The European Food Safety Authority (EFSA) released results from its most recent annual testing of pesticide levels in food. EFSA says that “Europeans continue to eat food that is largely free of pesticide residues or which contains levels of residues within legal limits.”

As part of its annual report, EFSA analyzes the results of the EU-coordinated control programme (EUCP), under which reporting countries analyze samples from the same “basket” of food items and for the same pesticides. For 2016 the products were apples, head cabbage, leek, lettuce, peaches, strawberries, tomatoes, rye, wine, cow’s milk, and swine fat.

The reporting countries analyzed 84,657 samples for 791 pesticides.

A few findings from this latest report include:

  • 96.2 percent (81,482) of the samples were within limits permitted in EU legislation and 50.7 percent of the tested samples were free of quantifiable residues.
  • In the previous reporting year (2015), 97.2 percent of samples were within the legal limits and 53.3 percent were free of quantifiable residues. The difference is mainly attributed to the finding of chlorate residues, a compound that was included for the first time in the 2016 control programmes to support ongoing work to establish maximum residue levels (MRLs).
  • The majority of the tested samples (67 percent) originated from EU Member States, Iceland and Norway; 26.4 percent concerned products imported from third countries. For 6.6 percent of the samples, the origin of the products was unknown.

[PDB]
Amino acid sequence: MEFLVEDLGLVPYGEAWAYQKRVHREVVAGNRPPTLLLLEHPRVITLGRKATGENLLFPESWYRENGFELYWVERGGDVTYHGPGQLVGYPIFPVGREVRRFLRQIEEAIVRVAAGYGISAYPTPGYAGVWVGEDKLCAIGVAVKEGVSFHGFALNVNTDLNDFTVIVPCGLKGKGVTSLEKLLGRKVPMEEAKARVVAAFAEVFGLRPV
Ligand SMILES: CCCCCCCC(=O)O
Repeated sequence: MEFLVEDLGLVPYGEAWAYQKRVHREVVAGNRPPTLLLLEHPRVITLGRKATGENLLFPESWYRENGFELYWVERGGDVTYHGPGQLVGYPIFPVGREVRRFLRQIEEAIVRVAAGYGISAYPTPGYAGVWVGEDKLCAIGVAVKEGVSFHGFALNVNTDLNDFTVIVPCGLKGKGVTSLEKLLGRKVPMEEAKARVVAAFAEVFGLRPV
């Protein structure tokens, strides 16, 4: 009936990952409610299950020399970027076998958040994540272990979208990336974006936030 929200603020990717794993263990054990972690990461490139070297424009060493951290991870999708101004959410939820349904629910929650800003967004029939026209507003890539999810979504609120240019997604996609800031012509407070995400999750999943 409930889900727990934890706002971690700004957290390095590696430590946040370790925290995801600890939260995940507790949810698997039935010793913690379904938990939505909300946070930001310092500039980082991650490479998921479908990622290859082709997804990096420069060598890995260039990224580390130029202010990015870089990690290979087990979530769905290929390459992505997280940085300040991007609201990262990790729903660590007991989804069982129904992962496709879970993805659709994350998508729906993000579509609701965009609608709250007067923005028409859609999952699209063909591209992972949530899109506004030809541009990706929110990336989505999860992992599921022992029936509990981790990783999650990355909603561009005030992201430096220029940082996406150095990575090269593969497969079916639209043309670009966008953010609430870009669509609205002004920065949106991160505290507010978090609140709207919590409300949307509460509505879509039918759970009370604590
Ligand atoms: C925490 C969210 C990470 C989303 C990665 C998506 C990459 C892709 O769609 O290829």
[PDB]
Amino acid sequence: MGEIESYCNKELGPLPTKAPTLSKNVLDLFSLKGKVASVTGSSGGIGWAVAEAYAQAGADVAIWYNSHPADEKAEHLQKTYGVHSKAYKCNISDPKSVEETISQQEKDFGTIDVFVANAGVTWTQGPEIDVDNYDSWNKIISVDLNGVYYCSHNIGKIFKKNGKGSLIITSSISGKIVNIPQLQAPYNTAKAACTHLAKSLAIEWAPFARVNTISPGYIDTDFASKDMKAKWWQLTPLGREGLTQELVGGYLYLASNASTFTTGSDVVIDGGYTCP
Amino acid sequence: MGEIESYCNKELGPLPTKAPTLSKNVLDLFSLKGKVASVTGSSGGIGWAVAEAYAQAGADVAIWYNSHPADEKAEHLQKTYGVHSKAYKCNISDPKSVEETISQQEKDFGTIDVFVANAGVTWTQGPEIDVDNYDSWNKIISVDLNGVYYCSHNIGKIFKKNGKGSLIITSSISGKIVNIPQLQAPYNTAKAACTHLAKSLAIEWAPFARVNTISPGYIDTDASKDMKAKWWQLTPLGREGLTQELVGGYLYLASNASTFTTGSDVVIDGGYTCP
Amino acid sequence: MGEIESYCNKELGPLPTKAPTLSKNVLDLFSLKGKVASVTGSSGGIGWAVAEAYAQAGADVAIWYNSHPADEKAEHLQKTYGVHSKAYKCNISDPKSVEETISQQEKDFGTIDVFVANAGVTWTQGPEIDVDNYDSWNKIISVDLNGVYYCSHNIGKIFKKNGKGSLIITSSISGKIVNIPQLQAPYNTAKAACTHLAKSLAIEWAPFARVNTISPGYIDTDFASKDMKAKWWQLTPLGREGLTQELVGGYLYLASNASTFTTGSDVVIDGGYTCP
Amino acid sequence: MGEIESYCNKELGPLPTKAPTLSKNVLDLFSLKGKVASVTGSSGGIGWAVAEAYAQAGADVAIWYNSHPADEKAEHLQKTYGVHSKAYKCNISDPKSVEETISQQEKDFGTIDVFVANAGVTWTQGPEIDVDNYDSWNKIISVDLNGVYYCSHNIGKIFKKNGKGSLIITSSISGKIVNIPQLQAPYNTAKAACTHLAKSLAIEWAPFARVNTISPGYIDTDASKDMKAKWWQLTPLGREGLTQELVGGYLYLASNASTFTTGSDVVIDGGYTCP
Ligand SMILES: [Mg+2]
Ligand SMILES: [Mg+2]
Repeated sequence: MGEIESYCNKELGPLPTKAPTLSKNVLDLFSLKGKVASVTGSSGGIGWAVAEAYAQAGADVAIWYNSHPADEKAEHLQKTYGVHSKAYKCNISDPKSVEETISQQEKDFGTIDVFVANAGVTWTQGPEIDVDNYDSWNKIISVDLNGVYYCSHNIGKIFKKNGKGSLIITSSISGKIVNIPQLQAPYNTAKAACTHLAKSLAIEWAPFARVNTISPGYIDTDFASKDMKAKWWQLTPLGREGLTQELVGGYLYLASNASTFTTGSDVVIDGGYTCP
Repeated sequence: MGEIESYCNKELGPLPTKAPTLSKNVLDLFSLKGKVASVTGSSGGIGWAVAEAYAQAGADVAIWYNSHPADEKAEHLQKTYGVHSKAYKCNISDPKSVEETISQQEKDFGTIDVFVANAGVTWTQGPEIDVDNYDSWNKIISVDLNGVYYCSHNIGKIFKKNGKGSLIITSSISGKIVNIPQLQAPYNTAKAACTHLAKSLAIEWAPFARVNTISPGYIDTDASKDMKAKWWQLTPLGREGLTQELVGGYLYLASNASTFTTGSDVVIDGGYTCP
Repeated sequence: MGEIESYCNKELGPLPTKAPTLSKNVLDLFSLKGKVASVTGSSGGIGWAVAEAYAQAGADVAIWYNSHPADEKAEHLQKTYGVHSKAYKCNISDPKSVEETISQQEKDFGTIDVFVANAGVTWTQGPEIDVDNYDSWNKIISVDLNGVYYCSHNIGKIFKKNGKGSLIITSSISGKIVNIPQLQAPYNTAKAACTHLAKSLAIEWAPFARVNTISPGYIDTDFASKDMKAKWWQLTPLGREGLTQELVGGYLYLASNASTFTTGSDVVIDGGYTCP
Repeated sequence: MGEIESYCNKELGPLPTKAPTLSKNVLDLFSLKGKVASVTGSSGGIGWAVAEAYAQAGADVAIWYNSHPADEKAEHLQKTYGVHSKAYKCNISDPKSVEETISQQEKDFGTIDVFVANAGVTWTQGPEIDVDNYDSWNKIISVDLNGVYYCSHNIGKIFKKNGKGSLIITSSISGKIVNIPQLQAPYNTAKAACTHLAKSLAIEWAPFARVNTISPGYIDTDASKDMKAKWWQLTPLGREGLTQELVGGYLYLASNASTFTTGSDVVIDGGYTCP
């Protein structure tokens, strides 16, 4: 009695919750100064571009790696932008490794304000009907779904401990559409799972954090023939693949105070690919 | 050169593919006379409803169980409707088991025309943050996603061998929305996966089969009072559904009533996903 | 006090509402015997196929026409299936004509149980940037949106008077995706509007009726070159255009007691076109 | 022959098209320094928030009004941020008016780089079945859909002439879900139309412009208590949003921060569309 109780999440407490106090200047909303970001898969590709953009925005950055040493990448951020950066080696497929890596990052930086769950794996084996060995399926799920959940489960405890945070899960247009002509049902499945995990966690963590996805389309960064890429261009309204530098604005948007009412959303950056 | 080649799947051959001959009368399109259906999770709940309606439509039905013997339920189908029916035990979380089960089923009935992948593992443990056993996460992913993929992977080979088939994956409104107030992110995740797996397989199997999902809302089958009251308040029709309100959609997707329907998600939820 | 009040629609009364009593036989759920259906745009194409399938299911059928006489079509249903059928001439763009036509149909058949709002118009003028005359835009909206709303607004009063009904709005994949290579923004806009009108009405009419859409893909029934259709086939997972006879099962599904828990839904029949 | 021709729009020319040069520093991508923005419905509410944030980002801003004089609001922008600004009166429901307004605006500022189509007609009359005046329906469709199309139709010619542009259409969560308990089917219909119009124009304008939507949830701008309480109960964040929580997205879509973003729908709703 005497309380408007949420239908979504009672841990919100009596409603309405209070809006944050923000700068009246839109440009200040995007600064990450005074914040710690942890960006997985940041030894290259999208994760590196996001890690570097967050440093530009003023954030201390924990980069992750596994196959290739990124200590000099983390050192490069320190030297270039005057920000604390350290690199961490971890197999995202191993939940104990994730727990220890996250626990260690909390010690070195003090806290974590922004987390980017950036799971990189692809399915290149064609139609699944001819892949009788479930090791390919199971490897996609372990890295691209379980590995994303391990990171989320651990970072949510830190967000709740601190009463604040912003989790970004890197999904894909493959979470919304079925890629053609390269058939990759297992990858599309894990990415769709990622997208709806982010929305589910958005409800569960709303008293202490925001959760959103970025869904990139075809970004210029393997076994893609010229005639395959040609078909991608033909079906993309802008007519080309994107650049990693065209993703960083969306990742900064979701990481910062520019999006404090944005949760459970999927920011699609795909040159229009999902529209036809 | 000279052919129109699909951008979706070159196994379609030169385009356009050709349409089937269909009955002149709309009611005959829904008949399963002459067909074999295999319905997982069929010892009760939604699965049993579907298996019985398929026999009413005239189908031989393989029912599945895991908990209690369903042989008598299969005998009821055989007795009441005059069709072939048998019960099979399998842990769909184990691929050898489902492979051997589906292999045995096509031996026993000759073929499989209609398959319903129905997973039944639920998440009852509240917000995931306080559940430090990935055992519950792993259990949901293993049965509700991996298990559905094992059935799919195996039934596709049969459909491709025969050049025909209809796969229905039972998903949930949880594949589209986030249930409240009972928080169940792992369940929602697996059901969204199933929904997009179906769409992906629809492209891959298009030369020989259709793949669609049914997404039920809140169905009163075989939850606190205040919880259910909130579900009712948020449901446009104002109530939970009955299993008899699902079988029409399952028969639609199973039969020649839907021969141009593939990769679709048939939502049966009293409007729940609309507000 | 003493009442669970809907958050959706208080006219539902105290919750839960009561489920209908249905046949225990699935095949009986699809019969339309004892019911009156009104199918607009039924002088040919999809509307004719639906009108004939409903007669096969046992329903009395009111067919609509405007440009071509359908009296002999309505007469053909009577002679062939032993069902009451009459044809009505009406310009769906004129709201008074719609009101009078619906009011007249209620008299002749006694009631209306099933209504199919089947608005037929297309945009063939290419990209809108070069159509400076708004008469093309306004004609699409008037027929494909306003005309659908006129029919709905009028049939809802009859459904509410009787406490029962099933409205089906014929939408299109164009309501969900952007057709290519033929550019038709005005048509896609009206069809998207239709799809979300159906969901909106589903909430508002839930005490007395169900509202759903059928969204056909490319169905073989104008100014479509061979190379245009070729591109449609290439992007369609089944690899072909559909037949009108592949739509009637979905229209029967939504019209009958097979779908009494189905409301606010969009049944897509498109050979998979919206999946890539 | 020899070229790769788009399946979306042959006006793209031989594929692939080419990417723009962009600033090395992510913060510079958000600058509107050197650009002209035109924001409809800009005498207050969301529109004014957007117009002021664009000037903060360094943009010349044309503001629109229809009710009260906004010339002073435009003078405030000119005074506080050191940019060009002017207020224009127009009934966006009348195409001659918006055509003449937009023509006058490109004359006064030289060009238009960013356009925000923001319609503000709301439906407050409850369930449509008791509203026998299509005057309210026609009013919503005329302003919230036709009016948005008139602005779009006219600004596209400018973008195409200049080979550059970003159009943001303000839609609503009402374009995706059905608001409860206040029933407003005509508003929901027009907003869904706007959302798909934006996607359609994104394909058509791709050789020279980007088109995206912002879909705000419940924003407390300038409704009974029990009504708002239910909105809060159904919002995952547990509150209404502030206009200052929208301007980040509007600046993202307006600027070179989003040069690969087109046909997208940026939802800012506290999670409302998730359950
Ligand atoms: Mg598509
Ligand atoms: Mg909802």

• Legal limits were exceeded in 2.4 percent of samples for products from EU and EEA countries, legal limits were exceeded in 7.2 percent of the samples from non-EU countries.
  • Of the 1,676 samples of food intended for infants and young children, 98.1 percent were within the limits permitted in EU legislation; 89.8percent of the samples were free of quantifiable residues.
  • 5,495 samples of organic food were taken in 2016, of which 98.7 percent were within legal limits; 83.1 percent of the samples were free of quantifiable residues.

The lowest MRL exceedance rates were identified for rye (0.7 percent), followed by head cabbage (1.1 percent) and strawberries (1.8 percent). The highest exceedances were found for apples (2.7 percent) and tomatoes (2.6 percent).

EU Commissioner Vytenis Andriukaitis says that the EFSA’s annual testing and reporting continues to prove that the EU is complying with set food safety standards. “Every year, thousands of food products are controlled by Member States to check that the legal limits are being respected: we owe it to European citizens to make sure that the EU's food chain not only remains the most stringent and controlled in the world but is one that we are very serious about continuously improving.”

To coincide with the publication of this year’s report, EFSA has developed a simple graphical tool that enables users to see the main findings by country and food product. The new tool is available in four languages and complements the existing data “dashboards”, which present the results in greater detail and allow comparison with previous years.

Read the latest report online now.

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